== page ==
State swimming in bandwidth
By John Duchemin
Advertiser Staff Writer
When the Southern Cross Cable Network landed in Hawai'i last year, Internet providers predicted the undersea fiber cable would spark a communications revolution on O'ahu that would dramatically improve Internet access and cut online costs for businesses and consumers.
After six months of waiting, the revolution may be on. The Southern Cross cable, "lit" and live since November, has been selling portions of its massive capacity to local Internet service providers and for some of the lowest prices ever offered for fiber circuits.
Many of these local providers are now firing up their Southern Cross capacity and reselling that high-speed bandwidth capacity to their customers businesses and consumers. The intense competition is forcing providers to cut rates for high-end Internet access, opening up a whole new group of users, particularly small businesses, to the high-speed market.
Speeds that were once out of reach are now affordable, said Nonie Toledo, a spokesperson for Sprint Hawaii.
For example, prices for a dedicated T-1 line have plummeted from more than $2,000 per month to less than $1,000 per month during the past year, several providers said. Point-to-point high-speed access often used by organizations with multiple locations also will get cheaper. And high-speed Internet service for consumers eventually will become less costly as well, despite a short-term local and national trend toward higher prices.
"It's just like the personal computer market: The speeds are going up, and the prices are going down," said Burt Lum, the founder of
NetEnterprise, a Honolulu data center and business Internet systems design company. "You're able to get a 500-megahertz PC for last year's 300-megahertz price; that's what will happen to Internet access."
NetEnterprise doubled its online capacity by purchasing an OC-3, or 155-megabyte-per-second circuit on Southern Cross. NetEnterprise "lit" its new fibers in April, Lum said, and has plenty of bandwidth for more customers, even though Time Warner cable-modem provider Roadrunner, one of NetEnterprise's customers, is taking up a chunk of the new capacity.
Others are jumping into the game. Communications companies Sprint and AT&T, for instance, each bought chunks of Southern Cross. SystemMetrics, a small local systems integration company and rival of NetEnterprise, bought OC-3 capability that it will turn on within a few weeks. The new circuits expand SystemMetrics' bandwidth from about 8 megabytes per second to more than 155 megabytes per second.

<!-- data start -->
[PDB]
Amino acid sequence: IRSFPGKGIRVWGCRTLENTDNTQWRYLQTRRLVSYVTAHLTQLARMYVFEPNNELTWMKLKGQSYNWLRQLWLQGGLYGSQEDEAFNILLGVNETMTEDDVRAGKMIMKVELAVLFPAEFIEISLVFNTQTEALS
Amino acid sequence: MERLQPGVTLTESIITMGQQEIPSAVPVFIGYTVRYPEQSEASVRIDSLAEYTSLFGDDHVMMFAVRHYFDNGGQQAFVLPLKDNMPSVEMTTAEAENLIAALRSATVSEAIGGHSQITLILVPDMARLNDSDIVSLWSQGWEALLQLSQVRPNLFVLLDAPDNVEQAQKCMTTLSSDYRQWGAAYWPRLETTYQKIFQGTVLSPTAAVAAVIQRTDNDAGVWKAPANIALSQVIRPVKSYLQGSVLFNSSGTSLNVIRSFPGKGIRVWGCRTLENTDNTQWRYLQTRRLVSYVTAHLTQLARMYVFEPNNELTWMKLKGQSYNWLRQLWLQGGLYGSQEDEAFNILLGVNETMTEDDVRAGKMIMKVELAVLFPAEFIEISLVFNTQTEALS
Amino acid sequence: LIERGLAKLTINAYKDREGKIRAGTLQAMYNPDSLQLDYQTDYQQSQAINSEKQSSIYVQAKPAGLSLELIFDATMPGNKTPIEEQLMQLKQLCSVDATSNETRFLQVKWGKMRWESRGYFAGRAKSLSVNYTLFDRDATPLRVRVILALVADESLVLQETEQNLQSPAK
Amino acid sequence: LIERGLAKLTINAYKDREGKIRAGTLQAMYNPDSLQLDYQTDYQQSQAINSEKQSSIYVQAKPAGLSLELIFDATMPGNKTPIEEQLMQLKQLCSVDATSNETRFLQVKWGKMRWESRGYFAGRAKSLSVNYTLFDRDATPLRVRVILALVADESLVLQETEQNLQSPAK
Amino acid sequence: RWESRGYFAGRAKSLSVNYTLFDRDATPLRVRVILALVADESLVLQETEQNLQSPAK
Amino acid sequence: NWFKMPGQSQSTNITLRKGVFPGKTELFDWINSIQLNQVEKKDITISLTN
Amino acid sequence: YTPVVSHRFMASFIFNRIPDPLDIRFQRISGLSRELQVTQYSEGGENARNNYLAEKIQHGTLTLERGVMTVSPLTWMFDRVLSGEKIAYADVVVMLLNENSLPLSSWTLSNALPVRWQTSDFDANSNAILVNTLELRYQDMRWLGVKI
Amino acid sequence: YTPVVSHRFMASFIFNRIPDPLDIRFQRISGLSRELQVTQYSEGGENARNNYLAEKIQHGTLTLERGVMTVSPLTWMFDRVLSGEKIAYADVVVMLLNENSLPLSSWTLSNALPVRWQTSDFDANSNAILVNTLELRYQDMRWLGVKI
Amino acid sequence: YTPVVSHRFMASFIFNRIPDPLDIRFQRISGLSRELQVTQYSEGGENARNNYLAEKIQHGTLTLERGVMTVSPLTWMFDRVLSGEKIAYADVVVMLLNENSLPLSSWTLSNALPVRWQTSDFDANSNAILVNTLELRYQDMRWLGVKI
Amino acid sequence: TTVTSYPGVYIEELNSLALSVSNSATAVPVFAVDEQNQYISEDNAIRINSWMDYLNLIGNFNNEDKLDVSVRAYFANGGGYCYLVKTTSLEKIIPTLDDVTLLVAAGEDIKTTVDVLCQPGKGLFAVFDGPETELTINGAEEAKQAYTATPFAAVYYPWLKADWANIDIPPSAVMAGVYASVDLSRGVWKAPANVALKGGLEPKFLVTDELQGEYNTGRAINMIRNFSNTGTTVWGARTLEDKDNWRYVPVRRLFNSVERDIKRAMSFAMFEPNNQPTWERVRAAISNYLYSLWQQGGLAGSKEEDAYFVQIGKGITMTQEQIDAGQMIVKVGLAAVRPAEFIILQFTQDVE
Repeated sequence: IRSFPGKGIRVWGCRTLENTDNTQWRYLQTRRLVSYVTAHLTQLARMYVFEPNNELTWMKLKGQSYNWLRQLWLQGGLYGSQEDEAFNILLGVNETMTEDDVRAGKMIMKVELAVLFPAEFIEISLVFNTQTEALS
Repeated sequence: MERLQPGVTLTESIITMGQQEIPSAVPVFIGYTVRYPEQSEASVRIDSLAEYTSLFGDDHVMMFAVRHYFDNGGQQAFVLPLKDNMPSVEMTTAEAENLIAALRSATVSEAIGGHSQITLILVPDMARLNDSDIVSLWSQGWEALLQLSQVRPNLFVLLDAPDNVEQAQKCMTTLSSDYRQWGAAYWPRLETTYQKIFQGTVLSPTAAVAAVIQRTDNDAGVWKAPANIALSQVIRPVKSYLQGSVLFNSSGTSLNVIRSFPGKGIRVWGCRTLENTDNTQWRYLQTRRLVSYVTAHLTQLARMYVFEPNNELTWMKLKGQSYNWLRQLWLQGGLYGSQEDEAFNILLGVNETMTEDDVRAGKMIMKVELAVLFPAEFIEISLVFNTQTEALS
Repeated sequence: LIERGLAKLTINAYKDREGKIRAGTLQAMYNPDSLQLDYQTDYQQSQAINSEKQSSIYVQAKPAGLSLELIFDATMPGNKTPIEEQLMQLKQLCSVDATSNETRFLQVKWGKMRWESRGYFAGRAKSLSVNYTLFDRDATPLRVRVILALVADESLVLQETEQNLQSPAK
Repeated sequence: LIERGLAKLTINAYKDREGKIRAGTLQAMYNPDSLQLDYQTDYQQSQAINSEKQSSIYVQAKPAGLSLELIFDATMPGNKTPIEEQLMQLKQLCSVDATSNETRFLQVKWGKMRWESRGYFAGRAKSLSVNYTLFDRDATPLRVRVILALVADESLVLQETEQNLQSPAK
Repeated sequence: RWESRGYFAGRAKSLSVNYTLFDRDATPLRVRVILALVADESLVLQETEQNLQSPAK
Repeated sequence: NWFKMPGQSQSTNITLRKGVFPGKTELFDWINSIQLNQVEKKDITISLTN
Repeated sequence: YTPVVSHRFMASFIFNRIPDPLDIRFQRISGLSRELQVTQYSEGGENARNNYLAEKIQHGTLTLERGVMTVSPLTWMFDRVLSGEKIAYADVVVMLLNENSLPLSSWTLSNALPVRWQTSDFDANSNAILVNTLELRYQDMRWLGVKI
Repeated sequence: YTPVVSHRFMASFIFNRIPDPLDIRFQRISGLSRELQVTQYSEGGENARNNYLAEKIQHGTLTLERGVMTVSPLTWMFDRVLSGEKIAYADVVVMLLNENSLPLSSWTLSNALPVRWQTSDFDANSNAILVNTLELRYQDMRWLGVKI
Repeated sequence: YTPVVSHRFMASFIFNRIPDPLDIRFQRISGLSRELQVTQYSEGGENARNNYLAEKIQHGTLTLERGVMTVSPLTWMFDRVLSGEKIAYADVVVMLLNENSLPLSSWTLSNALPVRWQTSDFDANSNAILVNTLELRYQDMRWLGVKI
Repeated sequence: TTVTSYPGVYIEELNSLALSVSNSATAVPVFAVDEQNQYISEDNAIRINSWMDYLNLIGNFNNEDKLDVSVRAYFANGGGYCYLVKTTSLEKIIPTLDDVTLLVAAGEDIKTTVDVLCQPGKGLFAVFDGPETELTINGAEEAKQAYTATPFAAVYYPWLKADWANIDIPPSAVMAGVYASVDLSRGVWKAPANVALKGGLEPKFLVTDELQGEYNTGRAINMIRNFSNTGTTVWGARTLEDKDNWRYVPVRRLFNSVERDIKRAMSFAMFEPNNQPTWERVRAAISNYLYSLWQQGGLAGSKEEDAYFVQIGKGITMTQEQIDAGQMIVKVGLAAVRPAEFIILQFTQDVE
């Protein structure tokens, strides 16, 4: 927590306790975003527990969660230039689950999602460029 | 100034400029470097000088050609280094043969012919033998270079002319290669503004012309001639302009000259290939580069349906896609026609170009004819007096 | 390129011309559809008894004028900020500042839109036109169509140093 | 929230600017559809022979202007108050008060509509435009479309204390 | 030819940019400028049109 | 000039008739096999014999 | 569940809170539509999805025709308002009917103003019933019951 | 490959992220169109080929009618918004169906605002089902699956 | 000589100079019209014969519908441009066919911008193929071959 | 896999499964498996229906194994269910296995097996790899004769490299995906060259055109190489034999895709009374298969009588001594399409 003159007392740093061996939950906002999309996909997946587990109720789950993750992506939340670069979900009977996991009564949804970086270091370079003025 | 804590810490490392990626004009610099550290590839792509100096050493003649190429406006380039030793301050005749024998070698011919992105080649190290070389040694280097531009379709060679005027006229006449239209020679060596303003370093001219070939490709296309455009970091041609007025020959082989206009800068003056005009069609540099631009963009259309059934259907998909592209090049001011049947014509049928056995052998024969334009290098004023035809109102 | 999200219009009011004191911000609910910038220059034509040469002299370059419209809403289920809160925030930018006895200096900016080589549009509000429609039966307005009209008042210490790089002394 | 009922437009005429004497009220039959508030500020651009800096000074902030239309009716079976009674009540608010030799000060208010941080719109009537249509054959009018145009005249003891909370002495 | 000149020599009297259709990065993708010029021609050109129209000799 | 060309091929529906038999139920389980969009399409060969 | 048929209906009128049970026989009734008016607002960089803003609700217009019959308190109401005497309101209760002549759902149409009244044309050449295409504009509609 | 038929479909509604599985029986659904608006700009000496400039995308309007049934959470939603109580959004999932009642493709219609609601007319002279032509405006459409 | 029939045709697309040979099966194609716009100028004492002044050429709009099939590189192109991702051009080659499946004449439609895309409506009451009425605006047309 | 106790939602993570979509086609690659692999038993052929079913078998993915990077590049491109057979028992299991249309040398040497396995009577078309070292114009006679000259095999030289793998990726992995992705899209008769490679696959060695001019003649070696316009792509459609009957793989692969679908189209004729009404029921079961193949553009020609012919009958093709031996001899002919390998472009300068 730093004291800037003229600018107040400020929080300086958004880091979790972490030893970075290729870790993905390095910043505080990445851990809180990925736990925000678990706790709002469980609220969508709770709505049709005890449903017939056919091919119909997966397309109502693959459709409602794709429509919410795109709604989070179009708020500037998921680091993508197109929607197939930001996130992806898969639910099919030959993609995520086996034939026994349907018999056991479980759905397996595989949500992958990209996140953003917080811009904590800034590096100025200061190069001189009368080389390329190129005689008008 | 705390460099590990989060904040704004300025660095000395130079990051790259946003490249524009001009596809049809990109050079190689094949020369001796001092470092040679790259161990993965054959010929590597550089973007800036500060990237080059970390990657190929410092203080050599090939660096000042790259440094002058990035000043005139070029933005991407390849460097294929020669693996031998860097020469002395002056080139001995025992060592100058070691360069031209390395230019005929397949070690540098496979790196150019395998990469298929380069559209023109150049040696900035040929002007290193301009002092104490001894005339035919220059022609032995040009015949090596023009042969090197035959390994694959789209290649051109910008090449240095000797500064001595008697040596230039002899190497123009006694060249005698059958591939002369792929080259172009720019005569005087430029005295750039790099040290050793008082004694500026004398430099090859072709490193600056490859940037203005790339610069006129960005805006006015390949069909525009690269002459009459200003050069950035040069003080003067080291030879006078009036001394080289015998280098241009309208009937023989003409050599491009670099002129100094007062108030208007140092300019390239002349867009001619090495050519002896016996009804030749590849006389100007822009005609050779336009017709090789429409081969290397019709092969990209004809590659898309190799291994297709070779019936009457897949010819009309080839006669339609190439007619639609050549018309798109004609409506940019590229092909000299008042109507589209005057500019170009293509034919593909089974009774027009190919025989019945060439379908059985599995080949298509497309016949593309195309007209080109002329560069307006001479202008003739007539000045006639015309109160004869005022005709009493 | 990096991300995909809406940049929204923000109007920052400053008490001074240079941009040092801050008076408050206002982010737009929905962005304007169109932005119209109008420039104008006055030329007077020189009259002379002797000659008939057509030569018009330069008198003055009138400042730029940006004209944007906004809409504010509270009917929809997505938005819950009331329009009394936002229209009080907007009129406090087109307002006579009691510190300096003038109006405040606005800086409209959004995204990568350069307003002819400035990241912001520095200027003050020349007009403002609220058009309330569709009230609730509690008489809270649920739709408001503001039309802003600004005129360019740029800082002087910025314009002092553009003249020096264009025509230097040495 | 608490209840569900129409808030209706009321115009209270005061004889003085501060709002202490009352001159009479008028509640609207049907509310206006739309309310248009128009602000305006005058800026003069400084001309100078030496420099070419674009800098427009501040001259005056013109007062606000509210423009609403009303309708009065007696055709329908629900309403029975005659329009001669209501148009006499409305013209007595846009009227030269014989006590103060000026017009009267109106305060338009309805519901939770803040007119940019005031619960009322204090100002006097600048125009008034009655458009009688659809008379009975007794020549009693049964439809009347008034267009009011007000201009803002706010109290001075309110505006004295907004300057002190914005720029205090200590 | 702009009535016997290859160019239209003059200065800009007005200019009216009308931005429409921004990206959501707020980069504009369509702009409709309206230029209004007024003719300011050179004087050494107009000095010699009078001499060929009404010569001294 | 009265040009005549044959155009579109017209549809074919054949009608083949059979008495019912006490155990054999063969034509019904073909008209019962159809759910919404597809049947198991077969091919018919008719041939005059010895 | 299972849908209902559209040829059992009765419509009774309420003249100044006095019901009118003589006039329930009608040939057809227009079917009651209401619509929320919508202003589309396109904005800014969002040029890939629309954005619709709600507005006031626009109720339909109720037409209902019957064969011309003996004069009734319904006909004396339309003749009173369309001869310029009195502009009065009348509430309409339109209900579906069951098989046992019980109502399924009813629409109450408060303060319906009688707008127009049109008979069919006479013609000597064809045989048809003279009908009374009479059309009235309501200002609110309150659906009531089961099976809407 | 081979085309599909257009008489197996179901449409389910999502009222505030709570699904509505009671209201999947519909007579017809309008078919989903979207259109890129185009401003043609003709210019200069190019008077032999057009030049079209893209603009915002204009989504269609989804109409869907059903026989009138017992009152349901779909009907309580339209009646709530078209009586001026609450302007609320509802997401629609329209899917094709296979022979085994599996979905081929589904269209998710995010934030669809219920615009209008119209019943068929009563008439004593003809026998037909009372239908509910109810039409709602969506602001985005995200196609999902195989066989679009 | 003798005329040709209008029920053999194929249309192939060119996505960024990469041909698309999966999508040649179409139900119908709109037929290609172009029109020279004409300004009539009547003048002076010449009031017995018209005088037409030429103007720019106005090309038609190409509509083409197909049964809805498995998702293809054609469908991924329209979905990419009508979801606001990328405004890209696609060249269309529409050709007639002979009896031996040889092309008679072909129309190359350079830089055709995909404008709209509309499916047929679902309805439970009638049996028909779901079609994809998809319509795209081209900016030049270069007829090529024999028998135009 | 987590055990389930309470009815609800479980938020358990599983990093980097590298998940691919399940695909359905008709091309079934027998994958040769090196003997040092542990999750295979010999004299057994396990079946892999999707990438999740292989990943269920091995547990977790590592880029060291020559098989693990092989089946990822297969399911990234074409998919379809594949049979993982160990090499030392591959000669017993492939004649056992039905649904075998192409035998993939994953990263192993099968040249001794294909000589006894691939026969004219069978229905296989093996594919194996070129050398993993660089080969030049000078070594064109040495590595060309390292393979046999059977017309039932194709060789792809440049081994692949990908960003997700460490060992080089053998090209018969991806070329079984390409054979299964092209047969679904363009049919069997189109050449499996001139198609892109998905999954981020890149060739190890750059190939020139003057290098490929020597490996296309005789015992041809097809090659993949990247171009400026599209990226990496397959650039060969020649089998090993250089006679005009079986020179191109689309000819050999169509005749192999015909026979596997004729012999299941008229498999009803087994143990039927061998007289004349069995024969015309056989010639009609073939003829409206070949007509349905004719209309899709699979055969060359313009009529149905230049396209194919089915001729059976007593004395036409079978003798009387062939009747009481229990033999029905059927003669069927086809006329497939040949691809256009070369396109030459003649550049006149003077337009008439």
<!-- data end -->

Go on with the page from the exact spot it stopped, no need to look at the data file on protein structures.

With all this new capacity floating around, SystemMetrics founder Earl Ford predicted a price war.
"There's going to be a lot of jockeying for position, and some very competitive pricing," Ford said. "This is really going to transform the market."
The new low prices are largely possible because Southern Cross' circuits are far cheaper than those previously available on high-speed cable lines connecting Hawai'i and the Mainland, said Bill Santos, regional carrier account manager for Verizon Hawai'i. Verizon, the local phone company, has two sister companies Internet provider
Genuity and long-distance phone service Verizon Hawai'i International that bought capacity on Southern Cross.
The circuits are cheaper because technological advances in fiber optics make the latest cables capable of transmitting vast amounts of data on ever-smaller lines to remote parts of the globe.
For example, Southern Cross, a figure-eight-shaped cable loop running from Australia and New Zea-
land through Hawai'i to the U.S. Mainland, now has a capacity of 160 gigabytes per second reserved for Hawai'i-to-Mainland traffic.
Within a few years, Southern Cross plans to upgrade that connection to 640 gigabytes per second. Current capacity, Southern Cross says on its Web site, is enough to simultaneously transmit eight motion pictures or the equivalent of 3-kilometer-high stack of documents along the 18,000-mile cable loop.
The Japan-U.S. fiber cable, another undersea conduit, is scheduled to land in Hawai'i later this year on its way between continents, and has even more capacity: 1,000 gigabytes or more.
In the last year or so, Santos said, fiber purchase costs for Hawai'i communications companies have dropped to one-third or one-fourth their previous levels, thanks to pre-sales of the new Southern Cross bandwidth and the pending Japan-U.S. cable, which is being financed by a consortium of communications companies.
Several factors may keep consumer Internet prices from dropping too much, however.
For example, Sprint Hawaii bought rights to enough Southern Cross fiber circuits to double or triple its Internet capacity, Toledo said. Sprint bought that cable at a relatively low price, but to take advantage of the higher capacity, the company had to invest in costly new "last mile" equipment the routers, switches, wireless nodes and cables that connect the high-speed underseas cable with customers' businesses and homes. That investment will cut into Sprint's ability to lower its prices, Toledo said.
Consumer prices for high-speed Internet access appear to be going up nationwide, mostly because of these costly last-mile upgrades.
AT&T, for instance, in June will raise its rates nationwide to about $46 per month for cable-modem access, up from $40. In Honolulu, Oceanic Cable on June 1 will raise its rates for Roadrunner cable-modem service to $44.95 per month, up from the current $39.95 per month, Oceanic sales officials confirmed.
Complexities and short-term price increases aside, network users view the increased capacity as nothing but positive assuming prices go down and stay down.
"Clearly, there's more capacity now, and pretty much every provider in town is making arrangements to tap into it," said David Lassner, director of information technology services at the University of Hawai'i. "The big question is, what will happen to prices in the long run."